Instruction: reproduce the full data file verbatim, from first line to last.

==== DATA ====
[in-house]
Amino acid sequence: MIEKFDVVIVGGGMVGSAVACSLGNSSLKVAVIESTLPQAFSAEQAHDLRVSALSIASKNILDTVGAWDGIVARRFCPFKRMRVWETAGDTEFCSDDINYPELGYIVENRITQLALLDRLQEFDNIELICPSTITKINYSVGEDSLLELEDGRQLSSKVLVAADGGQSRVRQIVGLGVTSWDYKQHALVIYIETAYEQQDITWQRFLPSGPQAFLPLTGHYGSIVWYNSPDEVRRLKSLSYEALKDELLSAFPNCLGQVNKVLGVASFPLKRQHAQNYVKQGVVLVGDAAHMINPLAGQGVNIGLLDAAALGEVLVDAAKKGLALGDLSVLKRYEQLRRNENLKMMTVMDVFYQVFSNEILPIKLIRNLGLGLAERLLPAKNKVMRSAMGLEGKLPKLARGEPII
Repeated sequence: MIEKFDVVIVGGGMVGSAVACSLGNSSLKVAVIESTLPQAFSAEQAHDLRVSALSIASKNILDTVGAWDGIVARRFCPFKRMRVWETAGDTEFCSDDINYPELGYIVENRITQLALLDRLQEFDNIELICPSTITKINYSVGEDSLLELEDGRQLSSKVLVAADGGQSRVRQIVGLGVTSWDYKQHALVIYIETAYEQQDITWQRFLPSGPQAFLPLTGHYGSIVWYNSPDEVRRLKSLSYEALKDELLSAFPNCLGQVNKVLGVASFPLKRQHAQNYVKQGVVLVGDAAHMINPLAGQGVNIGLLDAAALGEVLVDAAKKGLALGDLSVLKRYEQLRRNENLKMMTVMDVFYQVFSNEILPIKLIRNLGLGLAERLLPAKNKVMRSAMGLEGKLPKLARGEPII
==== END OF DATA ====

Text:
[in-house]
Amino acid sequence: MIEKFDVVIVGGGMVGSAVACSLGNSSLKVAVIESTLPQAFSAEQAHDLRVSALSIASKNILDTVGAWDGIVARRFCPFKRMRVWETAGDTEFCSDDINYPELGYIVENRITQLALLDRLQEFDNIELICPSTITKINYSVGEDSLLELEDGRQLSSKVLVAADGGQSRVRQIVGLGVTSWDYKQHALVIYIETAYEQQDITWQRFLPSGPQAFLPLTGHYGSIVWYNSPDEVRRLKSLSYEALKDELLSAFPNCLGQVNKVLGVASFPLKRQHAQNYVKQGVVLVGDAAHMINPLAGQGVNIGLLDAAALGEVLVDAAKKGLALGDLSVLKRYEQLRRNENLKMMTVMDVFYQVFSNEILPIKLIRNLGLGLAERLLPAKNKVMRSAMGLEGKLPKLARGEPII
Repeated sequence: MIEKFDVVIVGGGMVGSAVACSLGNSSLKVAVIESTLPQAFSAEQAHDLRVSALSIASKNILDTVGAWDGIVARRFCPFKRMRVWETAGDTEFCSDDINYPELGYIVENRITQLALLDRLQEFDNIELICPSTITKINYSVGEDSLLELEDGRQLSSKVLVAADGGQSRVRQIVGLGVTSWDYKQHALVIYIETAYEQQDITWQRFLPSGPQAFLPLTGHYGSIVWYNSPDEVRRLKSLSYEALKDELLSAFPNCLGQVNKVLGVASFPLKRQHAQNYVKQGVVLVGDAAHMINPLAGQGVNIGLLDAAALGEVLVDAAKKGLALGDLSVLKRYEQLRRNENLKMMTVMDVFYQVFSNEILPIKLIRNLGLGLAERLLPAKNKVMRSAMGLEGKLPKLARGEPII